32. A number of compendia of analytical tools and models already exist, outlining a broad array of diagnostic checklists and elaborate frameworks, some looking like enormous spider-webs, some looking like the switching system for Victoria Station, some even presented as three dimensional cubes. See, for example, P.F. Drucker, The Drucker Foundation Self-Assessment Tool: Participant’s Workbook (San Francisco: Jossey-Bass, 1998); James Cutt and Vic Murray:Accountability and Effectiveness Evaluation in Non-Profit Organizations, London/NY: Routledge, 2000.
33. This framework appears in several forms, including the “strategic triangle” described in Mark H. Moore, Creating Public Value, Cambridge: Harvard University Press, 1996, and the “value, capacity, and support three circles model,” described in Herman B. “Dutch” Leonard, “A Short Note on Public Sector Strategy-Building,” Kennedy School of Government research report/working paper, 2002.
34. I owe this term to S. “Dutch” Leonard.
35. This argument was made with particular force by John C. Sawhill and David Williamson, “Mission Impossible? Measuring Success in Nonprofit Organizations,” Nonprofit Management and Leadership, Spring, 2001.
36. The average time to implementation is quoted in one study as requiring 3.5 years. Rob Paton, Jane Foot, and Geoff Payne, “What Happens When Nonprofits Use Quality Models for Self-Assessment?” Nonprofit Management & Leadership 11:1, Fall, 2000.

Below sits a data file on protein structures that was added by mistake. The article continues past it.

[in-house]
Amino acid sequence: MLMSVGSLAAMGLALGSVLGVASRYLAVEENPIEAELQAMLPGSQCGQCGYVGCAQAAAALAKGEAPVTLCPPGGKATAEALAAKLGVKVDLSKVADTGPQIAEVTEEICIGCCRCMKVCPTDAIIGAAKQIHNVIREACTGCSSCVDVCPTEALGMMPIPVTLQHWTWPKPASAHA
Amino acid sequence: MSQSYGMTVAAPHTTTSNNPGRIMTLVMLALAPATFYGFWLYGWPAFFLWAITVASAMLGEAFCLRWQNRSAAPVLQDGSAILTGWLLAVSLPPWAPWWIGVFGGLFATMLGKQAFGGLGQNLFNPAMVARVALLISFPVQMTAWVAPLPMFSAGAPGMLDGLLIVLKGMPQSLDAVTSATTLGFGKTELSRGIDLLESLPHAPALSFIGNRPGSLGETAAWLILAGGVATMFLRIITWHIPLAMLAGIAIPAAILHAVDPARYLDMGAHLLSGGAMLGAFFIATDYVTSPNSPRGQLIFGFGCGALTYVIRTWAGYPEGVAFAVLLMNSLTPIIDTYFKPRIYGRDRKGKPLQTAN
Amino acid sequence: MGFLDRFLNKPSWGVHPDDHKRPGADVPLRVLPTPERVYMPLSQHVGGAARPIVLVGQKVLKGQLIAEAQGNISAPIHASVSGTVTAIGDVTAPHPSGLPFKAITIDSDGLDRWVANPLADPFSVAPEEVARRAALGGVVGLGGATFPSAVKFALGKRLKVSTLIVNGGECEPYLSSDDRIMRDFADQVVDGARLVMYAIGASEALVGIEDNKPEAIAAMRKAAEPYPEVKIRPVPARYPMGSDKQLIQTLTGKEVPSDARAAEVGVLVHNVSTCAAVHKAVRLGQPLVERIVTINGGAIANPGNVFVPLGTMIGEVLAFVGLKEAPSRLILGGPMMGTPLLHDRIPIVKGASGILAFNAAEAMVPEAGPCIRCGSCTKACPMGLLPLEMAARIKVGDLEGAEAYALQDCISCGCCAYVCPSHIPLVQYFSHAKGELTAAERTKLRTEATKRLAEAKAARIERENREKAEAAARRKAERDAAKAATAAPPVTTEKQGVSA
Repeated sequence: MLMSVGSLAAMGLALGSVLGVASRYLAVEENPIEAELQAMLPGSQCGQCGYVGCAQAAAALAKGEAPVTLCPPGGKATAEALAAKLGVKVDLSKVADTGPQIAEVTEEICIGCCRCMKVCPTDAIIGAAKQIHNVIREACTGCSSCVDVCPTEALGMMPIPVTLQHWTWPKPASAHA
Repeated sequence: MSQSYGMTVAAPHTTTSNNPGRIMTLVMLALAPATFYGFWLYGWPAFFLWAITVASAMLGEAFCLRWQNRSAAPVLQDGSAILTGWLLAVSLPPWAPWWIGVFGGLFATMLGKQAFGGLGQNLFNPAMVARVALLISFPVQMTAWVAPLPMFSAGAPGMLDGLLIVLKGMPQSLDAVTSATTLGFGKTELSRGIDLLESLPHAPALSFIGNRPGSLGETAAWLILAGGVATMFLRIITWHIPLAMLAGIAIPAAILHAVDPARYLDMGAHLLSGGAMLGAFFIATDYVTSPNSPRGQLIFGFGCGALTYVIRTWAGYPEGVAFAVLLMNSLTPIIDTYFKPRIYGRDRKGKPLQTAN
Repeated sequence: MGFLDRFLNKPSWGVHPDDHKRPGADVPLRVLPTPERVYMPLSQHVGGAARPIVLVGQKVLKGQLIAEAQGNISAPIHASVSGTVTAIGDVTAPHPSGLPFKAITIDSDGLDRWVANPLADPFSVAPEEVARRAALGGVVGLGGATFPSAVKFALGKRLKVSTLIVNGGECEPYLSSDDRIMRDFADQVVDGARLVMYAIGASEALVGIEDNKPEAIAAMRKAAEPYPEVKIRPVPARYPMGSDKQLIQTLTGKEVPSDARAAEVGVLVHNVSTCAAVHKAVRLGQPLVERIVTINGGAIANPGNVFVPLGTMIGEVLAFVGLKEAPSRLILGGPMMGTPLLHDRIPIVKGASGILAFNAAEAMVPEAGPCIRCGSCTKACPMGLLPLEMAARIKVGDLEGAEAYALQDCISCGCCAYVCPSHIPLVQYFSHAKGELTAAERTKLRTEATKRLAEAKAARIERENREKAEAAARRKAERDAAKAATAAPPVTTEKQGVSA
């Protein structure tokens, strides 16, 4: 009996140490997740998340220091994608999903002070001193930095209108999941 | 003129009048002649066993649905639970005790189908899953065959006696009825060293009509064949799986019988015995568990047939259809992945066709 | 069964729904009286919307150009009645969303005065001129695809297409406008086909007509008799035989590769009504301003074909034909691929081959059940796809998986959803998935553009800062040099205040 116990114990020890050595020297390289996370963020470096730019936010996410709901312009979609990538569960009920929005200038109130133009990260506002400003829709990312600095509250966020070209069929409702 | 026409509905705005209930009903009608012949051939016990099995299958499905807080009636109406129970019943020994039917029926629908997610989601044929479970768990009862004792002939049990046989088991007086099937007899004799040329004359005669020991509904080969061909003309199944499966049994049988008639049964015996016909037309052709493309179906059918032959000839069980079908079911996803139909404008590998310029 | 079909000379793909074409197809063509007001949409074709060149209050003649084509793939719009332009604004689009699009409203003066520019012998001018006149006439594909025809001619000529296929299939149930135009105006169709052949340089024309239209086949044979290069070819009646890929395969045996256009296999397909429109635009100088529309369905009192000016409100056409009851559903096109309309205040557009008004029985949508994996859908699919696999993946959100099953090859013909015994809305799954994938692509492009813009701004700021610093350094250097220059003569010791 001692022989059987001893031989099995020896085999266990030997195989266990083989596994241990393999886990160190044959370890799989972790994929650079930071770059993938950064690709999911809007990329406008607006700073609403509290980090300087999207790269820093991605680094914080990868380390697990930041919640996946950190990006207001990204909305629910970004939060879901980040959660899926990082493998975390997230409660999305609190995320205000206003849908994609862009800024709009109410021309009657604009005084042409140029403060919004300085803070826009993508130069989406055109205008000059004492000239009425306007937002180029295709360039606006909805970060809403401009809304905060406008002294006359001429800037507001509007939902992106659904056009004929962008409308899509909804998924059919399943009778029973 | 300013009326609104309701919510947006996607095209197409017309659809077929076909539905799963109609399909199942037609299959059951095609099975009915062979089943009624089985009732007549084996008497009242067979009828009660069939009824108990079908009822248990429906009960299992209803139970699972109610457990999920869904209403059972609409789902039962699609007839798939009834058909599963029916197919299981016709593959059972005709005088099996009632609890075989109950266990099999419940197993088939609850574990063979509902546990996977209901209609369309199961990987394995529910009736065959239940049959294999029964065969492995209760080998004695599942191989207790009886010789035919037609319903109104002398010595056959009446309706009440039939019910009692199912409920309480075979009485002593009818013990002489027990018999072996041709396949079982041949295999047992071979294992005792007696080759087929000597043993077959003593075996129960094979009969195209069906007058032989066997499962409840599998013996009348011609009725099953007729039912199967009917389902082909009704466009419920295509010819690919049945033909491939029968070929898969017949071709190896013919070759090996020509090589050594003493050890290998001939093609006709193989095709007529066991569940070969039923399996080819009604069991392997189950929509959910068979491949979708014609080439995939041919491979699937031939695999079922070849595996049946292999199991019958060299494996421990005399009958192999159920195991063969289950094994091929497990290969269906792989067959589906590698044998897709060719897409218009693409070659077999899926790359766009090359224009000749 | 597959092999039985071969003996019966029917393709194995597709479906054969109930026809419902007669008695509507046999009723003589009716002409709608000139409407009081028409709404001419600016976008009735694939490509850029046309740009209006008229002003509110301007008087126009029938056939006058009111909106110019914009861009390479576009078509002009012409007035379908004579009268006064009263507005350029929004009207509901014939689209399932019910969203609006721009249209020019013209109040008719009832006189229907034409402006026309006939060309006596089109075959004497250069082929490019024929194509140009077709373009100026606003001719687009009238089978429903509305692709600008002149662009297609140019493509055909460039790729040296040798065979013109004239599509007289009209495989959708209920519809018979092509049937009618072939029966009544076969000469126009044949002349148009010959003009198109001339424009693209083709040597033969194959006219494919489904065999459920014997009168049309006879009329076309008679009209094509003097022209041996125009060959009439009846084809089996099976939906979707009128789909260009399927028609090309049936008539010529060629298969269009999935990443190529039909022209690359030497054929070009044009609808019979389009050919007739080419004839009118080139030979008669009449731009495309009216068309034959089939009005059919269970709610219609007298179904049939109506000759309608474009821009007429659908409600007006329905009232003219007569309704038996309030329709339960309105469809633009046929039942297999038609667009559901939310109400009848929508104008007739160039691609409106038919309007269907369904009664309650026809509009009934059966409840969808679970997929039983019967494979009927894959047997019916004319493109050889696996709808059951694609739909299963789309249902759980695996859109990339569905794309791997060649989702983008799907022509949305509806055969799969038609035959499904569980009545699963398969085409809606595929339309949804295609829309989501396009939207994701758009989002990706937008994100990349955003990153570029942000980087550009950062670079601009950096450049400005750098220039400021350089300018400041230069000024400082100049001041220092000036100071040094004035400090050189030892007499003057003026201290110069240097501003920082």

37. For an example of a global attempt to encourage more citizen based resource mobilization see
38. For a recent, very comprehensive compendium of research on performance evaluation systems see Wholey, Joseph et al, Handbook of Practical Program Evaluation, San Francisco, 2004.
39. This analysis has also been given a variety of names, from “logic frame” to a “theory of change.” There are a number of frameworks aimed at alleviating these processes of connecting activities to the mission through a series of stages and of creating corresponding indicators. Among the most popular are the “Theory of Change Model” (Frumkin), and the “Logframe” (i.e. logical framework) model. On the theory of change model see Peter Frumkin, On Being Nonprofit: A Conceptual and Policy Primer. Harvard University Press, 2002. The “logframe”, or logic frame model (which was initially developed by USAID) has become increasingly popular among foundations, who encourage their grantees to map their work along this framework. As such, it has so far remained not in internally motivated, but a donor-driven process that does not provide the necessary level of institutional engagement and learning. These are discussed at length in chapter one of Wholey et alii, op. cit., 2002.
40. Two of the most ambitious international impact measurement endeavors currently underway are the Carr Center for Human Rights Policy’s Measurement and Human Rights program, see <www.ksg.Harvard.edu/cchrp>> and the OECD’s Metagora Project, see